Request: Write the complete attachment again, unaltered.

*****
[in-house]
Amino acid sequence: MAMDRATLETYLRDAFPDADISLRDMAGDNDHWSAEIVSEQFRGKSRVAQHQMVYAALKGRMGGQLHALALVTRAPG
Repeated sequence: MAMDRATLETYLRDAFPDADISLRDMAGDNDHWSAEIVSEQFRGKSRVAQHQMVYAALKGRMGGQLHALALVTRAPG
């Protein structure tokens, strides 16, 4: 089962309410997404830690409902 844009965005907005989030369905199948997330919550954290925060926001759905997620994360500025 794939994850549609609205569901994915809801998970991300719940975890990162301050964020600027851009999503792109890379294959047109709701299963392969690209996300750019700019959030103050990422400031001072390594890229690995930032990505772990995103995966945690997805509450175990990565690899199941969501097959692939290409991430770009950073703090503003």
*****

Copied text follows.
[in-house]
Amino acid sequence: MAMDRATLETYLRDAFPDADISLRDMAGDNDHWSAEIVSEQFRGKSRVAQHQMVYAALKGRMGGQLHALALVTRAPG
Repeated sequence: MAMDRATLETYLRDAFPDADISLRDMAGDNDHWSAEIVSEQFRGKSRVAQHQMVYAALKGRMGGQLHALALVTRAPG
């Protein structure tokens, strides 16, 4: 089962309410997404830690409902 844009965005907005989030369905199948997330919550954290925060926001759905997620994360500025 794939994850549609609205569901994915809801998970991300719940975890990162301050964020600027851009999503792109890379294959047109709701299963392969690209996300750019700019959030103050990422400031001072390594890229690995930032990505772990995103995966945690997805509450175990990565690899199941969501097959692939290409991430770009950073703090503003």